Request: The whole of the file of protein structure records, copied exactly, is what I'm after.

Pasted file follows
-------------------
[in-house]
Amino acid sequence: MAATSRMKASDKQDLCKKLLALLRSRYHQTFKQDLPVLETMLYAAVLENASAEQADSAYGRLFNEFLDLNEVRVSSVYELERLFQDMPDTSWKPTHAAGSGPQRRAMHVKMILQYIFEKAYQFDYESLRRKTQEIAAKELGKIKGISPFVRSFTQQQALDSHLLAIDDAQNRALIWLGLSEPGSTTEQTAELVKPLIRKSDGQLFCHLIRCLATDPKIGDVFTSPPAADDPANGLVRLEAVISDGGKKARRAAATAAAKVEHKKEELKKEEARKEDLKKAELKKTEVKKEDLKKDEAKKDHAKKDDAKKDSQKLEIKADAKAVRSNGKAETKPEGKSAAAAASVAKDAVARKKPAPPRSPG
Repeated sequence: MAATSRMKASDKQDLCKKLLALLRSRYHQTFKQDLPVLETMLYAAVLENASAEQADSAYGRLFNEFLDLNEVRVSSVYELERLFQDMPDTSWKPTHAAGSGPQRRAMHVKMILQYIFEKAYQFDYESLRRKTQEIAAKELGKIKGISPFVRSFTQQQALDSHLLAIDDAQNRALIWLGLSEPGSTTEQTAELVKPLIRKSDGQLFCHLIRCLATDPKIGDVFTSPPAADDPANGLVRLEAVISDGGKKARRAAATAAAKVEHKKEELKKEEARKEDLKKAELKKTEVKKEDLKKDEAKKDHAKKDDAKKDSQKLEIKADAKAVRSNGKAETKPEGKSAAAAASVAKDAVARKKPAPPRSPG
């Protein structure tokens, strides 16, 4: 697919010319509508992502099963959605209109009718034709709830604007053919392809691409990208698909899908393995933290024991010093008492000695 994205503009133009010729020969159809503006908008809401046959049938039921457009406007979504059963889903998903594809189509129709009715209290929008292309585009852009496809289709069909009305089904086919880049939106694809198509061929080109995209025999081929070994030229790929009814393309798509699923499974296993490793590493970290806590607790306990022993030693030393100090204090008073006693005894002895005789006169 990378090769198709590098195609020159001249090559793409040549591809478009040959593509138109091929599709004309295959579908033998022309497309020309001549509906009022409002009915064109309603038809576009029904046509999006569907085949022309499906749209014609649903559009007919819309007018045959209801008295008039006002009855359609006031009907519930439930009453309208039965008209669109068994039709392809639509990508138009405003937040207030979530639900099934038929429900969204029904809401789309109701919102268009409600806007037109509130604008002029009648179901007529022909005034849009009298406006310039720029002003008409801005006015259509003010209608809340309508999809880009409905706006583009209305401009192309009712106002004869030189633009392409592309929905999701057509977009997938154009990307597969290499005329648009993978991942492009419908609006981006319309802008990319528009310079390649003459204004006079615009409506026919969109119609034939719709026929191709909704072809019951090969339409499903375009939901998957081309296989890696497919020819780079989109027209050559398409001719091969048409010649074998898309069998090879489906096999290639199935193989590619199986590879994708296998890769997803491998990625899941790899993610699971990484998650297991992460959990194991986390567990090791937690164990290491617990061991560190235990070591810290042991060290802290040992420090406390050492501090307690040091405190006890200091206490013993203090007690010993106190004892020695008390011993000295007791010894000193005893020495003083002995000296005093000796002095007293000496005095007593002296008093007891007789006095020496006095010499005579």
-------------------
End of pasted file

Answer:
[in-house]
Amino acid sequence: MAATSRMKASDKQDLCKKLLALLRSRYHQTFKQDLPVLETMLYAAVLENASAEQADSAYGRLFNEFLDLNEVRVSSVYELERLFQDMPDTSWKPTHAAGSGPQRRAMHVKMILQYIFEKAYQFDYESLRRKTQEIAAKELGKIKGISPFVRSFTQQQALDSHLLAIDDAQNRALIWLGLSEPGSTTEQTAELVKPLIRKSDGQLFCHLIRCLATDPKIGDVFTSPPAADDPANGLVRLEAVISDGGKKARRAAATAAAKVEHKKEELKKEEARKEDLKKAELKKTEVKKEDLKKDEAKKDHAKKDDAKKDSQKLEIKADAKAVRSNGKAETKPEGKSAAAAASVAKDAVARKKPAPPRSPG
Repeated sequence: MAATSRMKASDKQDLCKKLLALLRSRYHQTFKQDLPVLETMLYAAVLENASAEQADSAYGRLFNEFLDLNEVRVSSVYELERLFQDMPDTSWKPTHAAGSGPQRRAMHVKMILQYIFEKAYQFDYESLRRKTQEIAAKELGKIKGISPFVRSFTQQQALDSHLLAIDDAQNRALIWLGLSEPGSTTEQTAELVKPLIRKSDGQLFCHLIRCLATDPKIGDVFTSPPAADDPANGLVRLEAVISDGGKKARRAAATAAAKVEHKKEELKKEEARKEDLKKAELKKTEVKKEDLKKDEAKKDHAKKDDAKKDSQKLEIKADAKAVRSNGKAETKPEGKSAAAAASVAKDAVARKKPAPPRSPG
């Protein structure tokens, strides 16, 4: 697919010319509508992502099963959605209109009718034709709830604007053919392809691409990208698909899908393995933290024991010093008492000695 994205503009133009010729020969159809503006908008809401046959049938039921457009406007979504059963889903998903594809189509129709009715209290929008292309585009852009496809289709069909009305089904086919880049939106694809198509061929080109995209025999081929070994030229790929009814393309798509699923499974296993490793590493970290806590607790306990022993030693030393100090204090008073006693005894002895005789006169 990378090769198709590098195609020159001249090559793409040549591809478009040959593509138109091929599709004309295959579908033998022309497309020309001549509906009022409002009915064109309603038809576009029904046509999006569907085949022309499906749209014609649903559009007919819309007018045959209801008295008039006002009855359609006031009907519930439930009453309208039965008209669109068994039709392809639509990508138009405003937040207030979530639900099934038929429900969204029904809401789309109701919102268009409600806007037109509130604008002029009648179901007529022909005034849009009298406006310039720029002003008409801005006015259509003010209608809340309508999809880009409905706006583009209305401009192309009712106002004869030189633009392409592309929905999701057509977009997938154009990307597969290499005329648009993978991942492009419908609006981006319309802008990319528009310079390649003459204004006079615009409506026919969109119609034939719709026929191709909704072809019951090969339409499903375009939901998957081309296989890696497919020819780079989109027209050559398409001719091969048409010649074998898309069998090879489906096999290639199935193989590619199986590879994708296998890769997803491998990625899941790899993610699971990484998650297991992460959990194991986390567990090791937690164990290491617990061991560190235990070591810290042991060290802290040992420090406390050492501090307690040091405190006890200091206490013993203090007690010993106190004892020695008390011993000295007791010894000193005893020495003083002995000296005093000796002095007293000496005095007593002296008093007891007789006095020496006095010499005579």